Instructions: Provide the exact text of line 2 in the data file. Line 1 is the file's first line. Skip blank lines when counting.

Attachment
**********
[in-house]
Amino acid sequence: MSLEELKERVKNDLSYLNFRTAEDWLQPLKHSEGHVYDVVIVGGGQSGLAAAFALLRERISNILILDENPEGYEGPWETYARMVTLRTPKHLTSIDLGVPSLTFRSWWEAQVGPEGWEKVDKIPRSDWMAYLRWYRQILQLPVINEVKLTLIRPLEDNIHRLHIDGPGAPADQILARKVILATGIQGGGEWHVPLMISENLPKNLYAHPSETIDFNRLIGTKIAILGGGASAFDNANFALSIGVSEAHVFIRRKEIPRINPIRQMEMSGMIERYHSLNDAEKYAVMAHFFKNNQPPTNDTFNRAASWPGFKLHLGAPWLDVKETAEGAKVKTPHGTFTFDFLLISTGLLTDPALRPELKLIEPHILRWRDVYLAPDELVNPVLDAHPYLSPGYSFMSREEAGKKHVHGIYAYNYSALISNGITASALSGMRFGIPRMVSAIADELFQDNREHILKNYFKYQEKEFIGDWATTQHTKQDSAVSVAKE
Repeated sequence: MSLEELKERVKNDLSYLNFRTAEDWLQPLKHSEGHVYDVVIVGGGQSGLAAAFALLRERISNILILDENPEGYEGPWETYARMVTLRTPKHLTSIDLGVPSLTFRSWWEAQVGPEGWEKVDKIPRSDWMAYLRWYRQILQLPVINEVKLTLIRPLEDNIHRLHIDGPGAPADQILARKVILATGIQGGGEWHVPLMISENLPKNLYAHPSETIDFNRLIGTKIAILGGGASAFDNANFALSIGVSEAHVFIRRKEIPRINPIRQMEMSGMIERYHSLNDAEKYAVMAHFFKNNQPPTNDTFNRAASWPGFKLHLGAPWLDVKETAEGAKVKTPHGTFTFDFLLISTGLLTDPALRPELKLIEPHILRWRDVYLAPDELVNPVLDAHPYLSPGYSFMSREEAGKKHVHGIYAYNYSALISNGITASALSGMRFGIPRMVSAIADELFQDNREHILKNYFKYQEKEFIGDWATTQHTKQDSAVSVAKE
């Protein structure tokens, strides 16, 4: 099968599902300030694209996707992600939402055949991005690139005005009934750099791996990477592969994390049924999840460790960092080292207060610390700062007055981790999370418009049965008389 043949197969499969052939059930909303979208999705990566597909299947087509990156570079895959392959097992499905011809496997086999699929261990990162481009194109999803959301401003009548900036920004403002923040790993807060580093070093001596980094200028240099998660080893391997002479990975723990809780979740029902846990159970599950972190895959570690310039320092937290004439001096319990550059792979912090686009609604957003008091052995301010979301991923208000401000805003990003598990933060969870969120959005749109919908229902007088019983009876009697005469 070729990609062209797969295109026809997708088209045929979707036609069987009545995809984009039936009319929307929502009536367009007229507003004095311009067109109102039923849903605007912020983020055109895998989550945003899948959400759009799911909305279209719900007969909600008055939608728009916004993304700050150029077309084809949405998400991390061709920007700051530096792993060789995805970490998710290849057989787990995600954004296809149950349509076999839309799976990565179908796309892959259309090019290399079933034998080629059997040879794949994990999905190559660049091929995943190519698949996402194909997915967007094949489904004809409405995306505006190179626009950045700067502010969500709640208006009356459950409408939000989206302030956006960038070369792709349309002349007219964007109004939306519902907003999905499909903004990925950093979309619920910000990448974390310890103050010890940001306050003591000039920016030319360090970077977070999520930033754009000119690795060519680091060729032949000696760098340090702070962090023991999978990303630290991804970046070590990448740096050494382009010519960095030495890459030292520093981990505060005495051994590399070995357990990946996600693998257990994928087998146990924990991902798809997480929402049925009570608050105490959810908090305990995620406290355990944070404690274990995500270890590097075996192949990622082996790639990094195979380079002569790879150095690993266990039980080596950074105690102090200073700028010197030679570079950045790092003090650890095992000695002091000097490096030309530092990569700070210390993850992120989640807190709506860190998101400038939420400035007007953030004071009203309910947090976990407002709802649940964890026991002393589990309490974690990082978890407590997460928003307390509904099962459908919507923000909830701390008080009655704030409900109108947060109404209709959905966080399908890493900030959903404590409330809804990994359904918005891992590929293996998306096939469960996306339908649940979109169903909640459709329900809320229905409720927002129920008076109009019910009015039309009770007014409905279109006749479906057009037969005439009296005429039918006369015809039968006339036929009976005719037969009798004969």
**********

Amino acid sequence: MSLEELKERVKNDLSYLNFRTAEDWLQPLKHSEGHVYDVVIVGGGQSGLAAAFALLRERISNILILDENPEGYEGPWETYARMVTLRTPKHLTSIDLGVPSLTFRSWWEAQVGPEGWEKVDKIPRSDWMAYLRWYRQILQLPVINEVKLTLIRPLEDNIHRLHIDGPGAPADQILARKVILATGIQGGGEWHVPLMISENLPKNLYAHPSETIDFNRLIGTKIAILGGGASAFDNANFALSIGVSEAHVFIRRKEIPRINPIRQMEMSGMIERYHSLNDAEKYAVMAHFFKNNQPPTNDTFNRAASWPGFKLHLGAPWLDVKETAEGAKVKTPHGTFTFDFLLISTGLLTDPALRPELKLIEPHILRWRDVYLAPDELVNPVLDAHPYLSPGYSFMSREEAGKKHVHGIYAYNYSALISNGITASALSGMRFGIPRMVSAIADELFQDNREHILKNYFKYQEKEFIGDWATTQHTKQDSAVSVAKE